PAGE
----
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Bothy at Gregs Hut

On Saturday 12th September the Teesdale and Weardale Search and Rescue Youth team met at the Search and Rescue Team's base in Barnard Castle. They were about to spend a night at Greg's hut, an old miner's hut near to the highest point of the Pennine Way at Cross Fell, included in their itinerary was a night navigation exercise culminating in an ascent of Cross Fell.
At half past four, they set off in two land rovers, one was the Team's and is used as a transport and support vehicle, known colloquially and over the radio as "mobile." The other belonged to one of the adult instructors, Mark. Around 30 minutes later they arrived at the road head at Garrigill, and began the off road journey up to Gregg's hut. It was at this point that the England versus Argentina friendly kicked off. Despite being equipped with no less than three two-way radio systems, "mobile" does not get "five live", and so a request was sent to Mark's land rover to "keep-them-posted." After a short while a gate was reached, needless to say this had to be opened not altogether unwelcome despite the driving rain, for not all enjoy "off-roading." Two gates later, the little convoy arrived at Greg's hut, from the previous year's expedition, only two members of the youth team and one adult remained. Disembarkation followed and all were soon encamped. The fire was lit, and preparations were made for a preliminary session of "night-nav."
During this short sally forth into the night, the basic theories were covered, such as determining how far one has travelled by how any steps taken, known as pacing. In the mean time, Chris, the leader of the Youth Team, was busily preparing dinner. On return to the hut only a short while later, a veritable scramble for mobile phones is made in a desperate bid to discover the final score in Geneva. Ironically, Cross Fell receives near perfect mobile reception, yet radio waves seem unable to penetrate this far into the wilderness.
The team then sits around the fire and talks of this and that, whilst waiting for the stew to boil. After a while, the stew is done, and is quickly and more or less appreciatively devoured. The visitor's book is read, and all return to chatting. Beds are made, and it is observed that we are in for a cosy night. Allegations of snoring and diverse other sleeping peculiarities are made, denied and elaborated upon.
Around one hour later the time has come to begin the "night-nav." proper. The group sets off up the Pennine way towards Cross Fell. Leaving the path after a while a bearing was followed, and checked once they arrived at the plateau. A short while later the group arrived at the Trig point, and rested at the dry stone shelter. A photograph was taken and sandwiches nibbled upon. After a relatively short pause they set off on a descent route which was to take them through an area of bog. When this area was reached, a more detailed route planning operation was undertaken.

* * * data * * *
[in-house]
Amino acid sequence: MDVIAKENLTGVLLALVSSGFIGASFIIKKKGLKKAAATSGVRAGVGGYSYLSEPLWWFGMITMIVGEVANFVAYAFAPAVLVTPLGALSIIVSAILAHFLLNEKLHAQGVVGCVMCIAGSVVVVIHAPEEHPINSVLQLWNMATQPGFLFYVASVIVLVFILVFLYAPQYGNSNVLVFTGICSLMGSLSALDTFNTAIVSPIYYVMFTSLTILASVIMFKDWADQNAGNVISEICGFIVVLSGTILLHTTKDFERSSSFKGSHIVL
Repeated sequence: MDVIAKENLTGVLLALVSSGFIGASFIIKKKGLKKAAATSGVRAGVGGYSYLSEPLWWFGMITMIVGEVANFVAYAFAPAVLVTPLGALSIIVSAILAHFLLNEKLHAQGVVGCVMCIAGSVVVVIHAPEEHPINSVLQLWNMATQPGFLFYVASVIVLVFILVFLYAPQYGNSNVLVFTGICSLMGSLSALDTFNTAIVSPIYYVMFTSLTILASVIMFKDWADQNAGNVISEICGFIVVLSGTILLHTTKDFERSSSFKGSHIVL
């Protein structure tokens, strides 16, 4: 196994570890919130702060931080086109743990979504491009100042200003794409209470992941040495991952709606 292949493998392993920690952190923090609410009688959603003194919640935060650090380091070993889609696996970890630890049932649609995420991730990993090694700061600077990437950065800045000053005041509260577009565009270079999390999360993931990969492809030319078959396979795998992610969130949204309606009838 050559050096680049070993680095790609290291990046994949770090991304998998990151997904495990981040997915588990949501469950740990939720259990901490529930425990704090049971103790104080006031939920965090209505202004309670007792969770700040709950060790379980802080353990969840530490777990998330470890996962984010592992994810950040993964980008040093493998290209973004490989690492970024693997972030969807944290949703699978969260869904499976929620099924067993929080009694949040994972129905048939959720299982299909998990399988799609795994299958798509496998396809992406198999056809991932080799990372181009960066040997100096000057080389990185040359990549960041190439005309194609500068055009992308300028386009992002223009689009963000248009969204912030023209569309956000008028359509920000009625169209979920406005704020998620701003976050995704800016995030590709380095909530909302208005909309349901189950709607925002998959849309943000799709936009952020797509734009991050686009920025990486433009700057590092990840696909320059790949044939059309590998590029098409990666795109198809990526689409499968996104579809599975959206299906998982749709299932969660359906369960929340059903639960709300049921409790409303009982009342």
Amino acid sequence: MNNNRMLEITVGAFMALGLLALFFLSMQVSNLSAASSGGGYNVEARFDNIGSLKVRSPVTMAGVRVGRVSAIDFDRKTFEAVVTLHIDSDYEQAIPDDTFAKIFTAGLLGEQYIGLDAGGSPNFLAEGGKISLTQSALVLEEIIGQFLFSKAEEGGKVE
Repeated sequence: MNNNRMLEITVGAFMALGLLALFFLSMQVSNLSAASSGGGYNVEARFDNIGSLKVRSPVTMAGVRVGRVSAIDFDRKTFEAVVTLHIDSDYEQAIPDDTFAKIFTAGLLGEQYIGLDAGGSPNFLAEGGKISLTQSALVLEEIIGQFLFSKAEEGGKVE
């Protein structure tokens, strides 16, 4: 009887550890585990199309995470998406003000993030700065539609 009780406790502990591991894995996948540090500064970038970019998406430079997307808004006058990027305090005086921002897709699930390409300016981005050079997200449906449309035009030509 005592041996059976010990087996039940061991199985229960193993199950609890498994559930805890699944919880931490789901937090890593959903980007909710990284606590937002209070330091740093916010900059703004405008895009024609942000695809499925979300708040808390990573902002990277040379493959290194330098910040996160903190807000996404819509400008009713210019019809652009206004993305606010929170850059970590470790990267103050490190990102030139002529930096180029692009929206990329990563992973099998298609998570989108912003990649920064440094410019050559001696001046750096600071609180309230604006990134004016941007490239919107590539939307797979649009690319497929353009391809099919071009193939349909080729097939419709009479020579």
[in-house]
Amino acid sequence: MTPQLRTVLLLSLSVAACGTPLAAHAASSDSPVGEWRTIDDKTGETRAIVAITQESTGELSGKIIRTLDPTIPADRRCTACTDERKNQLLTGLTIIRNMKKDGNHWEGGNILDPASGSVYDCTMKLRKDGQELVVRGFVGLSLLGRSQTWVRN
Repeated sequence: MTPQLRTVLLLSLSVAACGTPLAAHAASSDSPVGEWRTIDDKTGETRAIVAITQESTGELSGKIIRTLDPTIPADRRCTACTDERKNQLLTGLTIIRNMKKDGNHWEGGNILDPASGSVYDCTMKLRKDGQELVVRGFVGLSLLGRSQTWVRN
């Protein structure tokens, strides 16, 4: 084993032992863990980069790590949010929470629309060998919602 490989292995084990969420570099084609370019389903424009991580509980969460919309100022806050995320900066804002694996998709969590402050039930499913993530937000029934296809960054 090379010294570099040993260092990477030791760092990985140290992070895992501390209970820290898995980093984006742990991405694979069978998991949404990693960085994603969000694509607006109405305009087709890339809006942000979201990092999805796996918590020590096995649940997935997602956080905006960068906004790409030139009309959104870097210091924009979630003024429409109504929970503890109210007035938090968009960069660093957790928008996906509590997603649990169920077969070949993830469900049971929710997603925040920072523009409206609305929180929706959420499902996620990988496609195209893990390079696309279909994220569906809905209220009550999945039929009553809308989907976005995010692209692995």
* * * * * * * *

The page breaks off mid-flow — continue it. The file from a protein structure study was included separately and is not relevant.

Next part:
This involved one part of the party remaining at a specified (dry) location, and another group setting off to find a fabled dry(ish) passage to a point which was on our route, but within sight, and dry. This was understood by the more experienced members of the group who set off to find a route for the following group. When they reached a suitable location, by an admittedly circuitous route, they ensured they were still on the correct bearing, and then radioed the other party to proceed, this they did. Ignoring the longer, and infinitely drier route taken by the preceding group, they plough on through the bog, and arrive at the first group's location, much to the amusement of the first party. The groups then swapped roles, and the rest of the bog passed more or less without incident.
Around midnight the cloud lifted slightly, and the radar station atop Little Dun Fell appeared like a sinister excaliber, shrouded in mist. There was at this point there was some debate as to whether or not it was dawn, this was until it was pointed out that it was midnight, and therefore unlikely to be dawn. "night-nav" is never without its amusing points.
A short while later, a fence line shows us the way down to the track we first arrived upon and we returned to the bothy. There we sat around the fire, talked and one by one snuggled into sleeping bags and fell asleep, Mark remarking that we looked like "multicoloured-slugs." That morning we awoke to find a hard frost upon the ground, and the land rovers had to be scraped free of ice before setting off once more down the track to Glenridding.
Little more of note occurred, save an amusing incident with a gate, and all arrived tired and happy back at base.

To find out more about the TWSMRT Youth Team please look at the main Youth Team Page where you can find more details about joining the Youth Team.

 

SEARCH AND RESCUE THROUGHOUT COUNTY DURHAM

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